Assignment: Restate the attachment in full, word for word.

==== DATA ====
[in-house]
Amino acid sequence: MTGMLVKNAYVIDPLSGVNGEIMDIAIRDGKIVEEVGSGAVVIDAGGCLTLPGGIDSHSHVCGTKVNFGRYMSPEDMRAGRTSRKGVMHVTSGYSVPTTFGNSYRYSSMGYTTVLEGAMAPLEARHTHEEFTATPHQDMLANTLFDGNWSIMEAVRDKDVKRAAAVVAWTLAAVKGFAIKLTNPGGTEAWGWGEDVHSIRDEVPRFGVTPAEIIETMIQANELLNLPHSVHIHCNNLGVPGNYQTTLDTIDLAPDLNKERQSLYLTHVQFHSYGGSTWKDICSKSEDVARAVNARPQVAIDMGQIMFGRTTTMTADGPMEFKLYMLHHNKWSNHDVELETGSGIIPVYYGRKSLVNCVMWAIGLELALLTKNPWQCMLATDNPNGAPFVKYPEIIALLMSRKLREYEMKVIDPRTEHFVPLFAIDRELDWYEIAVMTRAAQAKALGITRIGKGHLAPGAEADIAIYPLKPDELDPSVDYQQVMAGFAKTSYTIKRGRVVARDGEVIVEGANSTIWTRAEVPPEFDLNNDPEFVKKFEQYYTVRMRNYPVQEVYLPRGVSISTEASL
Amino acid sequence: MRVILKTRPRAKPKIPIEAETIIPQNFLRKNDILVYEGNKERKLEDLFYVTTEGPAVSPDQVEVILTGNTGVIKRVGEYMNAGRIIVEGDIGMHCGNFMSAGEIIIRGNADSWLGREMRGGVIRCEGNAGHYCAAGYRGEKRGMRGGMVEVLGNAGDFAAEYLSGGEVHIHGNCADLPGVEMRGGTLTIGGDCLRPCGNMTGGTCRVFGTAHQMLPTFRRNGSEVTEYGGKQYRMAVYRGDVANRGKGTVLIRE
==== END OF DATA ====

[in-house]
Amino acid sequence: MTGMLVKNAYVIDPLSGVNGEIMDIAIRDGKIVEEVGSGAVVIDAGGCLTLPGGIDSHSHVCGTKVNFGRYMSPEDMRAGRTSRKGVMHVTSGYSVPTTFGNSYRYSSMGYTTVLEGAMAPLEARHTHEEFTATPHQDMLANTLFDGNWSIMEAVRDKDVKRAAAVVAWTLAAVKGFAIKLTNPGGTEAWGWGEDVHSIRDEVPRFGVTPAEIIETMIQANELLNLPHSVHIHCNNLGVPGNYQTTLDTIDLAPDLNKERQSLYLTHVQFHSYGGSTWKDICSKSEDVARAVNARPQVAIDMGQIMFGRTTTMTADGPMEFKLYMLHHNKWSNHDVELETGSGIIPVYYGRKSLVNCVMWAIGLELALLTKNPWQCMLATDNPNGAPFVKYPEIIALLMSRKLREYEMKVIDPRTEHFVPLFAIDRELDWYEIAVMTRAAQAKALGITRIGKGHLAPGAEADIAIYPLKPDELDPSVDYQQVMAGFAKTSYTIKRGRVVARDGEVIVEGANSTIWTRAEVPPEFDLNNDPEFVKKFEQYYTVRMRNYPVQEVYLPRGVSISTEASL
Amino acid sequence: MRVILKTRPRAKPKIPIEAETIIPQNFLRKNDILVYEGNKERKLEDLFYVTTEGPAVSPDQVEVILTGNTGVIKRVGEYMNAGRIIVEGDIGMHCGNFMSAGEIIIRGNADSWLGREMRGGVIRCEGNAGHYCAAGYRGEKRGMRGGMVEVLGNAGDFAAEYLSGGEVHIHGNCADLPGVEMRGGTLTIGGDCLRPCGNMTGGTCRVFGTAHQMLPTFRRNGSEVTEYGGKQYRMAVYRGDVANRGKGTVLIRE